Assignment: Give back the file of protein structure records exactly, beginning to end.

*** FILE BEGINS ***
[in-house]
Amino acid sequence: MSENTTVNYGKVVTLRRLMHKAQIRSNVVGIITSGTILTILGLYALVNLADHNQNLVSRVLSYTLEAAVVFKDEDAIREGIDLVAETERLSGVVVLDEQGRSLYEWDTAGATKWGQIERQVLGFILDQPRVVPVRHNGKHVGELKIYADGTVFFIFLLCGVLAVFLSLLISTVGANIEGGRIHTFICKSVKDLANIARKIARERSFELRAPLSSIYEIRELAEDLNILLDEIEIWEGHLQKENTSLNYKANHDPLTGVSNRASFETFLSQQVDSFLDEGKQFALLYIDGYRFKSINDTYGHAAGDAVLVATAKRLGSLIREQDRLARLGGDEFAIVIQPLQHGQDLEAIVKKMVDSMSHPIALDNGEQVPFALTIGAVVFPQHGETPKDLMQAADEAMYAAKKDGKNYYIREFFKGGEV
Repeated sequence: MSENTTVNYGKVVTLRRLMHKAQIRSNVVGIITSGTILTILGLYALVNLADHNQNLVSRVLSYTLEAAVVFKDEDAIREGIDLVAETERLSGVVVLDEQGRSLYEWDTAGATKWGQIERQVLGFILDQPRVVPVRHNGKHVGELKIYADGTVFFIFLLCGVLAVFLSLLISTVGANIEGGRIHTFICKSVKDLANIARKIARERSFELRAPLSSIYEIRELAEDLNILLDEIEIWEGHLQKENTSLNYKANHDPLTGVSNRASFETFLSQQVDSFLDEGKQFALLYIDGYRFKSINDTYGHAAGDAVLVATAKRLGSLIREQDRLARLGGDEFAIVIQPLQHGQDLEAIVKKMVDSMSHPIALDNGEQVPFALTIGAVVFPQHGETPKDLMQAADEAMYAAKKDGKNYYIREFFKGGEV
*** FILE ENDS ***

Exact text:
[in-house]
Amino acid sequence: MSENTTVNYGKVVTLRRLMHKAQIRSNVVGIITSGTILTILGLYALVNLADHNQNLVSRVLSYTLEAAVVFKDEDAIREGIDLVAETERLSGVVVLDEQGRSLYEWDTAGATKWGQIERQVLGFILDQPRVVPVRHNGKHVGELKIYADGTVFFIFLLCGVLAVFLSLLISTVGANIEGGRIHTFICKSVKDLANIARKIARERSFELRAPLSSIYEIRELAEDLNILLDEIEIWEGHLQKENTSLNYKANHDPLTGVSNRASFETFLSQQVDSFLDEGKQFALLYIDGYRFKSINDTYGHAAGDAVLVATAKRLGSLIREQDRLARLGGDEFAIVIQPLQHGQDLEAIVKKMVDSMSHPIALDNGEQVPFALTIGAVVFPQHGETPKDLMQAADEAMYAAKKDGKNYYIREFFKGGEV
Repeated sequence: MSENTTVNYGKVVTLRRLMHKAQIRSNVVGIITSGTILTILGLYALVNLADHNQNLVSRVLSYTLEAAVVFKDEDAIREGIDLVAETERLSGVVVLDEQGRSLYEWDTAGATKWGQIERQVLGFILDQPRVVPVRHNGKHVGELKIYADGTVFFIFLLCGVLAVFLSLLISTVGANIEGGRIHTFICKSVKDLANIARKIARERSFELRAPLSSIYEIRELAEDLNILLDEIEIWEGHLQKENTSLNYKANHDPLTGVSNRASFETFLSQQVDSFLDEGKQFALLYIDGYRFKSINDTYGHAAGDAVLVATAKRLGSLIREQDRLARLGGDEFAIVIQPLQHGQDLEAIVKKMVDSMSHPIALDNGEQVPFALTIGAVVFPQHGETPKDLMQAADEAMYAAKKDGKNYYIREFFKGGEV